The Site's New Look

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November 2008Yes, we have most definitely redesigned The Atlantic.com, as part of a broader effort that includes a redesign of the print magazine. Today's relaunch provides a first look at our new nameplate--our revived nameplate, really.  To create it, the graphic designer Michael Bierut and his team at the design firm Pentagram adapted a logo that The Atlantic used for more than 35 years in the middle of the last century. The image of the November cover, to the right, shows how the nameplate and our new fonts appear on the magazine.

Working with Pentagram, our art director, Jason Treat, has added a substantial dash of color to the site. When you refresh the home page, you'll see the color in the horizontal bar at the top of the page change, as it rotates through a set palette. There's no grand theory at work here--no attempt to link a particular shade with a particular idea or argument or piece of news; we just like the vibrancy of the colors and the freshness that comes with their changing. Each of our bloggers has been assigned a color, which will not change: Andrew Sullivan has a shade of blue, Megan McArdle green, Ta-Nehisi Coates silver, and so forth. We've also added a new blogger--Barbara Wallraff, who, in applying that neologism to herself, will expand her monthly Atlantic column on language into a rolling online conversation about words. (Her color is a royal purple.)

Navigation on the site remains the same, with one exception. On the navigation bar, we've substituted "Dispatches" for "The Current." As regular visitors have probably noticed, along with the short commentaries we've been doing under the heading "The Current," we've also been doing more and more reported and analytical dispatches on the site, and it seemed sensible to combine them all into one category. "The Current" may return down the road in a different form, as one of several new features we're planning in the coming months.

Next week, when the November issue reaches subscribers, they'll see that we've substantially restructured the magazine. I'll have more to say about that then, and Michael Bierut will weigh in with other details about the redesign. (In conjunction with the redesign, our colleagues in marketing have cooked up a pretty dramatic advertising campaign.) But our striking yet familiar nameplate hints at our overall direction. Both on the Web and in print, we set out with this redesign to recommit ourselves to the tradition of The Atlantic as the home for bold, original thinking and writing, while keeping ourselves in sync with a world that needs that kind of work as much as it ever has.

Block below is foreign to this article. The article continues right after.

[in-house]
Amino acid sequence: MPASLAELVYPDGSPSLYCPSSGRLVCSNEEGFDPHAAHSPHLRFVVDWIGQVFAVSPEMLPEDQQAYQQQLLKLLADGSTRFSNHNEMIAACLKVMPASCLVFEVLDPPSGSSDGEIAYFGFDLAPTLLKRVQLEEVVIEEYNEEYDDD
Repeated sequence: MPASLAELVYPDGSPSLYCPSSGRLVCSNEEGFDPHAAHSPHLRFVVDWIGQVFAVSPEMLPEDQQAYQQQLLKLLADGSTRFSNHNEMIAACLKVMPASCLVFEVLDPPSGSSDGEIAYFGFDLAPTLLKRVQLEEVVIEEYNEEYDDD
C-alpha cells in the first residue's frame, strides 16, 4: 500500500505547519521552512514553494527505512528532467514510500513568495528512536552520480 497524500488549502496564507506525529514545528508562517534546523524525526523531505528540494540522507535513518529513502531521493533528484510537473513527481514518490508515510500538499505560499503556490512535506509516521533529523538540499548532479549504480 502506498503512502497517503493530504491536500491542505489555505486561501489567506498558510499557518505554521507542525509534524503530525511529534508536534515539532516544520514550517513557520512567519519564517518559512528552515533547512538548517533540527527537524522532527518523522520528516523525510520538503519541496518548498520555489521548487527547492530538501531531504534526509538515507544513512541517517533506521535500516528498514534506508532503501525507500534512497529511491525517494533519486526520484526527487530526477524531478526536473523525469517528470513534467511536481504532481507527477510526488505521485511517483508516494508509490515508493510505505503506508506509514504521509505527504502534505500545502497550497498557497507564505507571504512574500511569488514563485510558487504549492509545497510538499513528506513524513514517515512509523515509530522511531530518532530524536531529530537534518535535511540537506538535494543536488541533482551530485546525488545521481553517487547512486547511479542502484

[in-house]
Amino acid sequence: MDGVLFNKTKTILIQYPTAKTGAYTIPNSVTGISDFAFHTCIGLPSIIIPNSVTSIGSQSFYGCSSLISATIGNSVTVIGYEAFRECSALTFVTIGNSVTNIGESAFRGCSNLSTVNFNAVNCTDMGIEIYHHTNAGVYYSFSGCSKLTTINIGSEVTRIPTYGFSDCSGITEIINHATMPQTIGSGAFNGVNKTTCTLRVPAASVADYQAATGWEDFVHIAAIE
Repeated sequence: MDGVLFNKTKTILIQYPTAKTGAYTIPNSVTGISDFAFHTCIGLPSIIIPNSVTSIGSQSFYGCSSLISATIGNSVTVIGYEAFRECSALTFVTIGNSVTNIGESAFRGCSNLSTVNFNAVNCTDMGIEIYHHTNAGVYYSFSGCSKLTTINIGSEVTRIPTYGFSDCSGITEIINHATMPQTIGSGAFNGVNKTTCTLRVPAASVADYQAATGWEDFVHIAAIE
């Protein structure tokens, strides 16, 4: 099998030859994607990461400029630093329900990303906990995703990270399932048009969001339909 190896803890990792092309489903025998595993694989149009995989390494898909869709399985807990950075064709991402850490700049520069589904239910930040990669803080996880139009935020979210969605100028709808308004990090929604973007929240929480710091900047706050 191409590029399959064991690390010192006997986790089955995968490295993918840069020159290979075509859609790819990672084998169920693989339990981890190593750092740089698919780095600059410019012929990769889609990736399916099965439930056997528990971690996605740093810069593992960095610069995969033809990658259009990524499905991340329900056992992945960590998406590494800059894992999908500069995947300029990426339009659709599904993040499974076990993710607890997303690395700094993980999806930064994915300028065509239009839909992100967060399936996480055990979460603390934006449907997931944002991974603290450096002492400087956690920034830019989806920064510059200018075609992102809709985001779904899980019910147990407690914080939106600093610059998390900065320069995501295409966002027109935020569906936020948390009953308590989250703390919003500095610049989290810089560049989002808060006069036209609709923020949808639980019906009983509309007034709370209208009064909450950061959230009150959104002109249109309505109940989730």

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Sage Stossel is a contributing editor at The Atlantic and draws the cartoon feature "Sage, Ink." She is author/illustrator of the graphic novel Starling, and of the children's books  On the Loose in Boston and On the Loose in Washington, DC. More

On Election Day in 1996, TheAtlantic.com launched a weekly editorial cartoon feature drawn by Sage Stossel and named (aptly enough) "Sage, Ink." Since then, Stossel's whimsical work has been featured by the New York Times Week in Review, CNN Headline News, Cartoon Arts International/The New York Times Syndicate, The Boston Globe, Nieman Reports, Editorial Humor, The Provincetown Banner (for which she received a 2009 New England Press Association Award), and elsewhere. Her work has also been included in Best Editorial Cartoons of the Year, (2005, 2006, 2009, and 2010 editions) and Attack of the Political Cartoonists. Her children's book, On the Loose in Boston, was published in June 2009.

Sage Stossel grew up in a suburb of Boston and attended Harvard University, where she majored in English and American Literature and Languages and did a weekly cartoon strip about college life, called "Jody," for the Harvard Crimson. From 2004 to 2007, she served as Books Editor of the Radcliffe Quarterly

After college she took what was intended to be a temporary summer position securing electronic rights to articles from The Atlantic's archive for use online. Intrigued by The Atlantic's rich history and the creative possibilities in helping to launch a digital edition of the magazine on the Web, she soon joined The Atlantic full time. As the site's former executive editor, she was involved in everything from contributing reviews, author interviews, and illustrations, to hosting message boards and producing a digital edition of The Atlantic for the Web.

Stossel lives in Cambridge, Massachusetts.

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